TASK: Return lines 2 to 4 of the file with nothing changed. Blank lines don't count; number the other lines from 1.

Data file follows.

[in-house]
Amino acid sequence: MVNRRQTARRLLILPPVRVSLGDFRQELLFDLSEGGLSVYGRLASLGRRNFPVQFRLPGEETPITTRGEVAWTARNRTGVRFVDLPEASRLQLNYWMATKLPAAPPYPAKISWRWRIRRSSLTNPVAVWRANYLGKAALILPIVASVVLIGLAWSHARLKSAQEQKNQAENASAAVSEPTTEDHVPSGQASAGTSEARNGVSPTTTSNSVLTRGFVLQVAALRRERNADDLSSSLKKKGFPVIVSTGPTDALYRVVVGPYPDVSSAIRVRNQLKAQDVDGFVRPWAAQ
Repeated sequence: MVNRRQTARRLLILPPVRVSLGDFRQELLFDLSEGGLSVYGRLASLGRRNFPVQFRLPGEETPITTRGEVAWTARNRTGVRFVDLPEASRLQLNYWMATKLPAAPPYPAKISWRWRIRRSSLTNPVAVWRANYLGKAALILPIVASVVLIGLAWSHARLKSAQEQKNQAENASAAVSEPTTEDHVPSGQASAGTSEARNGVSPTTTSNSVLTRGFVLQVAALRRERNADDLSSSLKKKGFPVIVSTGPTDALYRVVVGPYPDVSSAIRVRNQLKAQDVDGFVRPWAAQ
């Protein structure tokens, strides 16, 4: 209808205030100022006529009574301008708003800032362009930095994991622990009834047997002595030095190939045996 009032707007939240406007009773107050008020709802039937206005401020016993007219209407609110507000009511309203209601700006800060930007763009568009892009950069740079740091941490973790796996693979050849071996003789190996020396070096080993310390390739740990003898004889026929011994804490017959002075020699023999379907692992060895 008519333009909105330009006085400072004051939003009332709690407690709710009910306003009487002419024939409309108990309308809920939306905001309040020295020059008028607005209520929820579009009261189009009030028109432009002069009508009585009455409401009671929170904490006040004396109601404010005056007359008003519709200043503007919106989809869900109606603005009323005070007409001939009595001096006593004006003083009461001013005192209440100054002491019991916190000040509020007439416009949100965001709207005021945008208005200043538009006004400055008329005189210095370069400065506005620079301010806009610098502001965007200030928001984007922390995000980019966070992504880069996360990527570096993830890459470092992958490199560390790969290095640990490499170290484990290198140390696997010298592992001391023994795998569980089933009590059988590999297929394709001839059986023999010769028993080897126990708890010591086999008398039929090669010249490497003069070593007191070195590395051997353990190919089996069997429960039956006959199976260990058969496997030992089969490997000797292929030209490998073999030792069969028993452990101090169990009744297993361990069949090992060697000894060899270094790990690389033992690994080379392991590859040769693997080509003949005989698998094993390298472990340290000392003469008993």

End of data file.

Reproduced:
Amino acid sequence: MVNRRQTARRLLILPPVRVSLGDFRQELLFDLSEGGLSVYGRLASLGRRNFPVQFRLPGEETPITTRGEVAWTARNRTGVRFVDLPEASRLQLNYWMATKLPAAPPYPAKISWRWRIRRSSLTNPVAVWRANYLGKAALILPIVASVVLIGLAWSHARLKSAQEQKNQAENASAAVSEPTTEDHVPSGQASAGTSEARNGVSPTTTSNSVLTRGFVLQVAALRRERNADDLSSSLKKKGFPVIVSTGPTDALYRVVVGPYPDVSSAIRVRNQLKAQDVDGFVRPWAAQ
Repeated sequence: MVNRRQTARRLLILPPVRVSLGDFRQELLFDLSEGGLSVYGRLASLGRRNFPVQFRLPGEETPITTRGEVAWTARNRTGVRFVDLPEASRLQLNYWMATKLPAAPPYPAKISWRWRIRRSSLTNPVAVWRANYLGKAALILPIVASVVLIGLAWSHARLKSAQEQKNQAENASAAVSEPTTEDHVPSGQASAGTSEARNGVSPTTTSNSVLTRGFVLQVAALRRERNADDLSSSLKKKGFPVIVSTGPTDALYRVVVGPYPDVSSAIRVRNQLKAQDVDGFVRPWAAQ
């Protein structure tokens, strides 16, 4: 209808205030100022006529009574301008708003800032362009930095994991622990009834047997002595030095190939045996 009032707007939240406007009773107050008020709802039937206005401020016993007219209407609110507000009511309203209601700006800060930007763009568009892009950069740079740091941490973790796996693979050849071996003789190996020396070096080993310390390739740990003898004889026929011994804490017959002075020699023999379907692992060895 008519333009909105330009006085400072004051939003009332709690407690709710009910306003009487002419024939409309108990309308809920939306905001309040020295020059008028607005209520929820579009009261189009009030028109432009002069009508009585009455409401009671929170904490006040004396109601404010005056007359008003519709200043503007919106989809869900109606603005009323005070007409001939009595001096006593004006003083009461001013005192209440100054002491019991916190000040509020007439416009949100965001709207005021945008208005200043538009006004400055008329005189210095370069400065506005620079301010806009610098502001965007200030928001984007922390995000980019966070992504880069996360990527570096993830890459470092992958490199560390790969290095640990490499170290484990290198140390696997010298592992001391023994795998569980089933009590059988590999297929394709001839059986023999010769028993080897126990708890010591086999008398039929090669010249490497003069070593007191070195590395051997353990190919089996069997429960039956006959199976260990058969496997030992089969490997000797292929030209490998073999030792069969028993452990101090169990009744297993361990069949090992060697000894060899270094790990690389033992690994080379392991590859040769693997080509003949005989698998094993390298472990340290000392003469008993």